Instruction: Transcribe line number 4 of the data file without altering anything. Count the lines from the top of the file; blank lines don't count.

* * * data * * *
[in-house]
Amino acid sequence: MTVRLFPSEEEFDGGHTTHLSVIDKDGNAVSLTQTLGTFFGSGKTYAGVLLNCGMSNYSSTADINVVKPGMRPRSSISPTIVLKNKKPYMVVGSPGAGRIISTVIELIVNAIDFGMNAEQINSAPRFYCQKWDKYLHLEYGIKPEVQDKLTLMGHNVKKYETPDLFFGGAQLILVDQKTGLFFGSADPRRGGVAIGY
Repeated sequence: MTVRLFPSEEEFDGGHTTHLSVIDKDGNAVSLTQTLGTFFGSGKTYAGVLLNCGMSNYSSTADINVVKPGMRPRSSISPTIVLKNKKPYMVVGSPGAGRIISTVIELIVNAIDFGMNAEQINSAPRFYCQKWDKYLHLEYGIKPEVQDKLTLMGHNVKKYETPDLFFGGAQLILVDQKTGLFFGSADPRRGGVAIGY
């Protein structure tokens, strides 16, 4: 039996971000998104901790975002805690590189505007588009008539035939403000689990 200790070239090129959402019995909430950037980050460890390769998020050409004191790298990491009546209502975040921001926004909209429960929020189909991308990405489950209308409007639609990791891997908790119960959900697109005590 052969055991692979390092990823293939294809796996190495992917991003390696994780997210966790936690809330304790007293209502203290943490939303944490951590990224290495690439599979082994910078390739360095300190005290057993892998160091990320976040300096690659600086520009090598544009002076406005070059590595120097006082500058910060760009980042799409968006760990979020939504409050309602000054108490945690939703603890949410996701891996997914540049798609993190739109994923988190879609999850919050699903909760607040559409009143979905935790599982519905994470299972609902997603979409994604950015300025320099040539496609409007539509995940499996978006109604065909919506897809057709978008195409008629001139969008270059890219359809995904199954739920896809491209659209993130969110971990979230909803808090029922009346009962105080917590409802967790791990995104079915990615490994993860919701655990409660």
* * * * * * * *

């Protein structure tokens, strides 16, 4: 039996971000998104901790975002805690590189505007588009008539035939403000689990 200790070239090129959402019995909430950037980050460890390769998020050409004191790298990491009546209502975040921001926004909209429960929020189909991308990405489950209308409007639609990791891997908790119960959900697109005590 052969055991692979390092990823293939294809796996190495992917991003390696994780997210966790936690809330304790007293209502203290943490939303944490951590990224290495690439599979082994910078390739360095300190005290057993892998160091990320976040300096690659600086520009090598544009002076406005070059590595120097006082500058910060760009980042799409968006760990979020939504409050309602000054108490945690939703603890949410996701891996997914540049798609993190739109994923988190879609999850919050699903909760607040559409009143979905935790599982519905994470299972609902997603979409994604950015300025320099040539496609409007539509995940499996978006109604065909919506897809057709978008195409008629001139969008270059890219359809995904199954739920896809491209659209993130969110971990979230909803808090029922009346009962105080917590409802967790791990995104079915990615490994993860919701655990409660």